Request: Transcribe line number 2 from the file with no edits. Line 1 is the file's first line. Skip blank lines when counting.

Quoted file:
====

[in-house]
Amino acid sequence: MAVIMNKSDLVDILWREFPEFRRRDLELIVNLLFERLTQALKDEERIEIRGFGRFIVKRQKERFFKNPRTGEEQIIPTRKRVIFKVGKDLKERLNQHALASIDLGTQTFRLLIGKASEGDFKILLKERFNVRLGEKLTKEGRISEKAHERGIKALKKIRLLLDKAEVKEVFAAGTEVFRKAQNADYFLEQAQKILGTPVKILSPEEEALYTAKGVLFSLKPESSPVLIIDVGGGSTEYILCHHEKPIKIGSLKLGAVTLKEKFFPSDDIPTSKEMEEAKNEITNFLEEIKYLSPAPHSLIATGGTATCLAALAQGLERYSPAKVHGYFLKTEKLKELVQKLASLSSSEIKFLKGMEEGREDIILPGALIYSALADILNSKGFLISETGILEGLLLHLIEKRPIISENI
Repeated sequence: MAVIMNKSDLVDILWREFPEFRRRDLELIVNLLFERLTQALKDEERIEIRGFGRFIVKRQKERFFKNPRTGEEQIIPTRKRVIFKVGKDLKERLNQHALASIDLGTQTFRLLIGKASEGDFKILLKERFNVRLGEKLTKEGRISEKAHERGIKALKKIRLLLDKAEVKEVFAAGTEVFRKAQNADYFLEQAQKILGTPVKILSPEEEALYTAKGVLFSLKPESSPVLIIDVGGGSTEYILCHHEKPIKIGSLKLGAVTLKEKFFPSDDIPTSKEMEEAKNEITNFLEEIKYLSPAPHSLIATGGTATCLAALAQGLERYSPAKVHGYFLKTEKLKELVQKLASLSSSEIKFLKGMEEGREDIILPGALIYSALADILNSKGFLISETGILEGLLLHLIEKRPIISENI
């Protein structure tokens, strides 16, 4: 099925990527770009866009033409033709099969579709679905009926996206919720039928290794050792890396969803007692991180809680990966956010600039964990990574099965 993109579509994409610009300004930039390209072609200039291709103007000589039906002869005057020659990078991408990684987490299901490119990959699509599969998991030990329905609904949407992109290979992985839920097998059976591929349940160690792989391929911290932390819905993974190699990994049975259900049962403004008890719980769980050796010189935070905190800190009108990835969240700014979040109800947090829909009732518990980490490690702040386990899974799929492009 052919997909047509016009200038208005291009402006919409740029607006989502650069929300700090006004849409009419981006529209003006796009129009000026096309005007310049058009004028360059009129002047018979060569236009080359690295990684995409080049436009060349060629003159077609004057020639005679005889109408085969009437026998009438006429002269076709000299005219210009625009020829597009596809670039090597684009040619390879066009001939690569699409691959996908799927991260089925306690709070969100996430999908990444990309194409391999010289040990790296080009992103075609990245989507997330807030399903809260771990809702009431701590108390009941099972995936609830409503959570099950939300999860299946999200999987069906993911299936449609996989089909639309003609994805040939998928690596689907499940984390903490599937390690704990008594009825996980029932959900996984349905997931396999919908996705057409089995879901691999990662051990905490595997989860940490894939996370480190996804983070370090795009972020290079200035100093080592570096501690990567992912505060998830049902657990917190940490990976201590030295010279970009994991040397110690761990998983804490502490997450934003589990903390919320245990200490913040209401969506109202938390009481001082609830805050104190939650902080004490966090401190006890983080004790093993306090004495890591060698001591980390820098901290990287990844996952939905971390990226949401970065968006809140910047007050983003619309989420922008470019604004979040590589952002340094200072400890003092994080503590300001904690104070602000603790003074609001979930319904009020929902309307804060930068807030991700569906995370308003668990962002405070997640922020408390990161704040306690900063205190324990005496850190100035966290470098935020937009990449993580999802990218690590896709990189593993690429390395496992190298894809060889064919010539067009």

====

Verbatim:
Amino acid sequence: MAVIMNKSDLVDILWREFPEFRRRDLELIVNLLFERLTQALKDEERIEIRGFGRFIVKRQKERFFKNPRTGEEQIIPTRKRVIFKVGKDLKERLNQHALASIDLGTQTFRLLIGKASEGDFKILLKERFNVRLGEKLTKEGRISEKAHERGIKALKKIRLLLDKAEVKEVFAAGTEVFRKAQNADYFLEQAQKILGTPVKILSPEEEALYTAKGVLFSLKPESSPVLIIDVGGGSTEYILCHHEKPIKIGSLKLGAVTLKEKFFPSDDIPTSKEMEEAKNEITNFLEEIKYLSPAPHSLIATGGTATCLAALAQGLERYSPAKVHGYFLKTEKLKELVQKLASLSSSEIKFLKGMEEGREDIILPGALIYSALADILNSKGFLISETGILEGLLLHLIEKRPIISENI